- Arteriosclerosis means hardening of arteries.
- It is a generic term for arterial wall thickening and loss of elasticity.
- There are 3 general patterns
- Monckeberg medial sclerosis
- Arteriosclerosis affects small arteries and arterioles,the 2 anatomical Variants are
- Hyperplastic atherosclerosis
- Monckeberg medial sclerosis is characterized by the calcification of the walls of the muscular arteries.
- Persons older than age 50 are most commonly affected.
- Usually not clinically significant.
- Atherosclerosis means hardening and is the most frequent and clinically important pattern
- The likelihood of atherosclerosis is determined by the combination of acquired and inherited risk factors.
- Acting together they cause intimal lesions called atheromas that protude into vessel lumens.
- An atheroma or atheromatous plaque consists of raised lesions with a soft grumous core of lipid covered by a fibrous cap.
- Besides mechanically obstructing blood flow , atherosclerotic plaques can rupture leading to catastrophic obstructive vascular thrombosis.
- Atherosclerotic plaque can also increase the diffusion distance from lumen to media, leading to ischemic injury and weakening of the vessel wall, changes that may result in aneurysm formation.
Major risk factors for atherosclerosis:
- Genetic abnormalities
- Family history
- Increasing age
- Male gender
- Cigarette smoking
Constitutional risk factors:
- Genetics: family history is the most important independent risk factor for atherosclerosis.
- Age is dominant influence. Thus ages between 40-60,the incidence of myocardial infarction increases five -fold.
- Gender: other factors being equal , premenopausal women are relatively protected against atherosclerosis and it’s consequences compared to age-matched men.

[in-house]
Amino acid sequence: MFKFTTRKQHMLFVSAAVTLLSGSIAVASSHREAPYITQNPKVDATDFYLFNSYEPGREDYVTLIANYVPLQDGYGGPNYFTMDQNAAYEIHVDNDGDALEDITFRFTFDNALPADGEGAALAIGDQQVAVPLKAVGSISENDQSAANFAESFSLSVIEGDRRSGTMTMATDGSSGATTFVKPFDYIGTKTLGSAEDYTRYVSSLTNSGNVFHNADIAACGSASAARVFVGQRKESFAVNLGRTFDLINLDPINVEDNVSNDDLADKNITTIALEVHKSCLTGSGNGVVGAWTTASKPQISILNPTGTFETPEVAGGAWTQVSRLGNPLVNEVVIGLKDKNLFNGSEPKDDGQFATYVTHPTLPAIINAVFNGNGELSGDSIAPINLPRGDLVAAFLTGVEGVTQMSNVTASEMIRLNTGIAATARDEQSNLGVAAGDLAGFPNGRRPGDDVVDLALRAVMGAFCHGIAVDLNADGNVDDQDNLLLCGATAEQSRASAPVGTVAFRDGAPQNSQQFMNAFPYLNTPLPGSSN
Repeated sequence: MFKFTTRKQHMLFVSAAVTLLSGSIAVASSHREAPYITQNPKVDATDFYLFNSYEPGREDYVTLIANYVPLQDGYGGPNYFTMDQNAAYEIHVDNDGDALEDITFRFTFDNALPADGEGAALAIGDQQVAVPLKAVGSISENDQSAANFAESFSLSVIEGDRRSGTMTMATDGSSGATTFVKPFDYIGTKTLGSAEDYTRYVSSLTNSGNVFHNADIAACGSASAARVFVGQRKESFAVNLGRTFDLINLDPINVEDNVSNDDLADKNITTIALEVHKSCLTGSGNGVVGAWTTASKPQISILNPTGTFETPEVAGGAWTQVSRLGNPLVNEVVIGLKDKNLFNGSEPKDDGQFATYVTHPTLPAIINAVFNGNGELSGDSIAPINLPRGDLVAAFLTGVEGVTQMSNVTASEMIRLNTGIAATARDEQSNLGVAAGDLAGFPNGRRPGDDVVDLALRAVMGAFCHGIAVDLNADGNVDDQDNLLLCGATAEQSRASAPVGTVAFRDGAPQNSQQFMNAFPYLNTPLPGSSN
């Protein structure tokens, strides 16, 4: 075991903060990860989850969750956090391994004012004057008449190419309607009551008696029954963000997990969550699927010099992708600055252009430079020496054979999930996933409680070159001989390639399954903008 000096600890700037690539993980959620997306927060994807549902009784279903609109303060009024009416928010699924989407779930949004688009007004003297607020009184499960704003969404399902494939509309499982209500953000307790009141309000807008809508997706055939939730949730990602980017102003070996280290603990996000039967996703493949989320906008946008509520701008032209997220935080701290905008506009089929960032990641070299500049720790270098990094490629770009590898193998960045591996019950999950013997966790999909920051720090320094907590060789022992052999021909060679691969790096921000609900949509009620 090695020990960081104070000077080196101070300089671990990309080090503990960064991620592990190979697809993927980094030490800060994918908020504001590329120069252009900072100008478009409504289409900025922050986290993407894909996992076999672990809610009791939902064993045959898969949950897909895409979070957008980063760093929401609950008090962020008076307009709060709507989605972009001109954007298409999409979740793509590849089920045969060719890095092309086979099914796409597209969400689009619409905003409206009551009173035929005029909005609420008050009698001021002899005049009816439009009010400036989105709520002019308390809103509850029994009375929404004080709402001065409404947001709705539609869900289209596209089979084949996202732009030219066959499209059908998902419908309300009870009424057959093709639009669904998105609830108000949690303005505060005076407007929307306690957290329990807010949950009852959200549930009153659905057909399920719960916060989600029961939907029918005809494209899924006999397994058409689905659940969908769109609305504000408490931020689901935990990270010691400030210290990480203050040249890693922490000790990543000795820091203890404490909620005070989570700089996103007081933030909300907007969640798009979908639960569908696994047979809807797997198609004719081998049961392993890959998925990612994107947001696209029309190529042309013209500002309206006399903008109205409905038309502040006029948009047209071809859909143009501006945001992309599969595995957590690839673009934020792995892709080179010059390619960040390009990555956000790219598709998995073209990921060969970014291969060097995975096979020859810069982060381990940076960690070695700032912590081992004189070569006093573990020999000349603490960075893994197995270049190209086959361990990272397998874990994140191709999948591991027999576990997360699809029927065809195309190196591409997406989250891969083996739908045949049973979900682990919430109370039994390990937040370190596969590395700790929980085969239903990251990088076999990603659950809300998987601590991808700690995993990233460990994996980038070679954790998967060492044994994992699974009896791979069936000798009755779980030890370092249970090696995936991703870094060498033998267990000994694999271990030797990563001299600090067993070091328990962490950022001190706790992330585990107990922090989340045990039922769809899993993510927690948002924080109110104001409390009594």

- After menopause , the incidence of atherosclerosis related diseases increase in women and at older ages actually exceeds that of men.
Modifiable major risk factors:
- Hyperlipidemia: and more specifically hypercholesterolemia is a major risk factor for atherosclerosis; even in the absence of other risk factors, hypercholesterolemia is sufficient to initiate lesion development.
- LDL is the complex that delivers cholesterol to peripheral tissues;in contrast, HDL is the complex that mobilizes Cholesterol from periphery and transport it to liver for excretion in bile.
- Hence LDL is called bad Cholesterol and HDL as good cholesterol.
- Omega-3fatty acids are beneficial, whereas unsaturated fats produced by artificial hydrogenation of polyunsaturated oils adversely affect cholesterol profile
- It is another major risk factor for atherosclerosis;both systolic and diastolic levels are important.
- Chronic hypertension is the most common cause of left ventricular hypertrophy, and hence the latter is also a surrogate marker for cardiovascular risk.
- It is a well established risk factor in men and likely accounts for increasing incidence and severity of atherosclerosis in women.